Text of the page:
African Baroque: The Sculpture of El Anatsui

El Anatsui, Earth's Skin, 2009, aluminum and copper wire, 177 by 394 inches. Courtesy of the artist and Jack Shainman Gallery, New York. Photo Joe Levack, courtesy Akron Art Museum.



Arguably Africa’s most important and influential contemporary artist, El Anatsui is the subject of a spectacular retrospective at the Brooklyn Museum (through Aug. 4), his first New York museum solo. To coincide with “Gravity and Grace: Monumental Works by El Anatsui,” Icarus Films recently released the hourlong documentary “Fold, Crumple, Crush: The Art of El Anatsui” on DVD. Directed by Susan Vogel, the founding director of New York’s Museum for African Art, the film lacks much in the way of insight into the artist’s private life. However, it provides a useful complement to the museum show and helps explicate the artist’s studio practice as well as the technical intricacies and conceptual nuances of his work.

The Ghanaian-born, Nigeria-based artist, 69, has been showing since the mid-1980s, starting with monumental abstracted figurative works in stone and concrete, often commissions for public spaces in Ghana and Nigeria, which are discussed in the film but absent from the museum exhibition. He hit his stride in the early 1990s with a series of modular abstract wood reliefs, which he began to show internationally. These medium-size, multi-panel wall-hung pieces are carved with elaborate patterns of geometric shapes, sometimes augmented with passages of colorful painted lines. Several strong examples are on view in the Brooklyn show, including Conspirators (1997), in which fragments of scrawled faces and figures appear interspersed among the geometric forms.

Today, Anatsui is best known for enormous wall reliefs in metal, featuring a kind of glittering chainmail fabric made of thousands of found liquor bottle caps, tin can lids and other detritus, connected by bits of copper wire. He garnered worldwide acclaim for these sumptuous works with a major installation at the 2007 Venice Biennale exhibition curated by Robert Storr. Although predominantly silver or gold, some areas of these compositions contain passages of color in refined geometric patterns that correspond to traditional West African kente cloth. The expansive, opulent surfaces also relate to Color Field painting, à la Kenneth Noland and Jules Olitski, and to certain forms of lyrical abstraction. In the type of metal used, specifically pieces from discarded liquor bottles, many critics have recognized in Anatsui’s work a wry statement about social conditions such as joblessness and alcoholism in West Africa, as well as environmental concerns.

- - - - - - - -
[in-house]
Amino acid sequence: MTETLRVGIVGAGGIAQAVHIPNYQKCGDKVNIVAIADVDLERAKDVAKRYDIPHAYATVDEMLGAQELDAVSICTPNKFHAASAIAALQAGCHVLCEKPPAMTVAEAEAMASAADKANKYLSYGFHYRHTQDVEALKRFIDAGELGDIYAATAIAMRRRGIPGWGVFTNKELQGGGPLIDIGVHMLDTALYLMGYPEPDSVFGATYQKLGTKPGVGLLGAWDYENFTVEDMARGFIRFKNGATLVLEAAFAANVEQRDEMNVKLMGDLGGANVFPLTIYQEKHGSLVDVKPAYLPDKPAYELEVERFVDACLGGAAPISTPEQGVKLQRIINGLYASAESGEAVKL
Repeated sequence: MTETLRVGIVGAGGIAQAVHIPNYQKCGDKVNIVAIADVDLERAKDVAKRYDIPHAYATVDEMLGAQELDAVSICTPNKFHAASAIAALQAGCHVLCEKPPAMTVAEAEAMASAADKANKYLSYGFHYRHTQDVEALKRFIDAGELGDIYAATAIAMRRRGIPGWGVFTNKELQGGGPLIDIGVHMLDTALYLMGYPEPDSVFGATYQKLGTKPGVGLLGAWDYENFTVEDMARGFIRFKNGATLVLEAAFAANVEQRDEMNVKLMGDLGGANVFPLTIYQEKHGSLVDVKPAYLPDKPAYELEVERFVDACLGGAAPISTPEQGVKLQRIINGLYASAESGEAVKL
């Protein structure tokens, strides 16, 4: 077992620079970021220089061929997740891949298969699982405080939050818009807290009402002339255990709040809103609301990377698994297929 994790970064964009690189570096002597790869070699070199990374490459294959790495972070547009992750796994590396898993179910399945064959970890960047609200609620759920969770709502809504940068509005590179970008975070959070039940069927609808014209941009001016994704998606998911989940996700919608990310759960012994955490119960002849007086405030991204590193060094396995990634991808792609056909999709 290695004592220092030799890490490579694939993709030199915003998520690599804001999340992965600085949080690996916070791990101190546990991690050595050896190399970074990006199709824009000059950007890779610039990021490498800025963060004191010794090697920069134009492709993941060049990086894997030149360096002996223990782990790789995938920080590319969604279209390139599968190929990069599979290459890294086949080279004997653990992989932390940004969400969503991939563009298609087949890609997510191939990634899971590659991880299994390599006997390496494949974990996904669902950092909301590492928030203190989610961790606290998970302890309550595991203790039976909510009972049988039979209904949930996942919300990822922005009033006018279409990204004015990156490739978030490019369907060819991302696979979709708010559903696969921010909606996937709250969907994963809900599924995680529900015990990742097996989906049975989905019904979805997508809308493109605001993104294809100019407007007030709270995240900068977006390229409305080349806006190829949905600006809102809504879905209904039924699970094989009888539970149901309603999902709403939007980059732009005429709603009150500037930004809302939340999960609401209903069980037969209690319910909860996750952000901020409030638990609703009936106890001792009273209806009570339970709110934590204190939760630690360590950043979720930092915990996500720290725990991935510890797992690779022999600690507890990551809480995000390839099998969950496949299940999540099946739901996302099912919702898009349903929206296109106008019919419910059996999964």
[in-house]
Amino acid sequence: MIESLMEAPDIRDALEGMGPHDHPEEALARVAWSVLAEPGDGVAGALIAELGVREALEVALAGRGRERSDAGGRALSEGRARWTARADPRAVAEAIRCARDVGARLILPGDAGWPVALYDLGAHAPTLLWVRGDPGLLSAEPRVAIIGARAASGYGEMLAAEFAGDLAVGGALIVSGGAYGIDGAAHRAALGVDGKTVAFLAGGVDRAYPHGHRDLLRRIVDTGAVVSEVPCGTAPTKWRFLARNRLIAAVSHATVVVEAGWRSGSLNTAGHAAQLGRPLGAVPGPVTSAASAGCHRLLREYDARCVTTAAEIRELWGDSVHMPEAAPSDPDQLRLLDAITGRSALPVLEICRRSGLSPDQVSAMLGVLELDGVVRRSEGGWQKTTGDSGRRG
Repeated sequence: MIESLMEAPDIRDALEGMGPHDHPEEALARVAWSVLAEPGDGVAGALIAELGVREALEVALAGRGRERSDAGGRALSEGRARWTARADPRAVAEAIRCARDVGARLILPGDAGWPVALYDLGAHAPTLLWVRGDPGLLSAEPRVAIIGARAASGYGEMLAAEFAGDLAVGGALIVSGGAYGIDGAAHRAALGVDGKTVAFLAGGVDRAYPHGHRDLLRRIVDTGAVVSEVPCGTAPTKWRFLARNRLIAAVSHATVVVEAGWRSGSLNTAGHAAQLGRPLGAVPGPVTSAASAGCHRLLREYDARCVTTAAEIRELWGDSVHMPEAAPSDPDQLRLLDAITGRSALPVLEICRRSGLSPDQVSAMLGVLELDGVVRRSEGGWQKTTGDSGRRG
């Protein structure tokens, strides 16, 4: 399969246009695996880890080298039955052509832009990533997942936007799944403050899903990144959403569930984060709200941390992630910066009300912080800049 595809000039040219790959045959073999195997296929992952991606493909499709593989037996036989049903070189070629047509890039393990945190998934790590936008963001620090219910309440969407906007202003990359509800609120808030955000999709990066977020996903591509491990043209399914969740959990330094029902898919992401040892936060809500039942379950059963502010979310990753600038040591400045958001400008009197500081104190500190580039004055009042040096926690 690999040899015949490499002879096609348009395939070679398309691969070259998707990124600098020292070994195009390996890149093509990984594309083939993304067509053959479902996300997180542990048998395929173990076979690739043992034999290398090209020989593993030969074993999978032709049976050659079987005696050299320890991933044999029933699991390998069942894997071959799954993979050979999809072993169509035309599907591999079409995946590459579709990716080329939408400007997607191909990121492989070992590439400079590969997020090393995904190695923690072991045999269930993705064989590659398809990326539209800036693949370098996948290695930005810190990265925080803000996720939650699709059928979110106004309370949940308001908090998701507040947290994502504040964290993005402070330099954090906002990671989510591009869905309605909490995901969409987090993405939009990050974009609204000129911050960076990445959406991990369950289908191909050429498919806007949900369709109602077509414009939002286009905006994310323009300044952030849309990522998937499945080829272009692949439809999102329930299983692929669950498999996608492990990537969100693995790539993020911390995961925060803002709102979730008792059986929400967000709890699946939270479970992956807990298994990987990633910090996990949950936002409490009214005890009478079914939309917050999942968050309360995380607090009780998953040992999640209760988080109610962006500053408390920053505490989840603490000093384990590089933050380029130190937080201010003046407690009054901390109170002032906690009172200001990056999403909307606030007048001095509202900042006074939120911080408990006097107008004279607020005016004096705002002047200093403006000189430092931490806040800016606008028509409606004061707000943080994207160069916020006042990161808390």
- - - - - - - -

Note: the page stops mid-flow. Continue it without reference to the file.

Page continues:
This group of works is the focus of the exhibition as well as the film. El Anatsui arranges the metallic material in enormous compositions that cover the walls and sometimes spill onto the floor. Certain pieces in the current show, such as Red Block, from the Eli Broad collection, and Black Block, recently acquired by the Brooklyn Museum (both 2010), appear as gathered, billowing curtains protruding from the wall and cascading to the floor. Despite the simplicity of the ingredients, these two imposing monochrome pieces impart an almost architectonic sense of scale and structure, as well as an exhilarating Baroque theatricality.

It takes a village to make these works. As evident in the film, El Anatusi employs some 25 craftsmen from Nsukka, Nigeria, his hometown. (In the documentary, at least, no women appear in the studio.) The film reveals in detail the labor-intensive technique of cutting and pounding the metal bits, punching holes in the pieces and fixing them together in long strips or small patches in a variety of colors and patterns. Assistants and commentators describe the painstaking process on film. Painter and writer Alexi Worth, visiting Anatsui in Africa, accompanies him to a sprawling junk depot, where the artist buys the raw materials for his work and discusses his method of recycling refuse into fine art.

Back at the studio, he creates his vast compositions on the floor, calling for various types of the metallic mesh to be pieced together by the assistants. Despite a rather laid-back stance, the artist acts as a film director, reconfiguring the compositions until he gets the right look.

In each of the various venues, Anatsui installs the works differently, suggesting that the works are in a state of flux, which, in the artist’s view, has broad implications. In the exhibition’s catalogue, he says, “I believe that human life is not something which is cut and dried. It is something which is constantly in a state of change. So many years ago I was a toddler, and now I am old and gray-haired. If things were not so, I would have remained a toddler, and I want my artworks to replicate that experience.”

“Gravity and Grace: Monumental Works by El Anatsui” was organized by the Akron Art Museum, where it debuted June 17-Oct. 7, 2012.
Fold, Crumple, Crush: The Art of El Anatsui,53 minutes, 2011, directed by Susan Vogel, was released by Icarus Films on DVD and VOD on Apr. 9.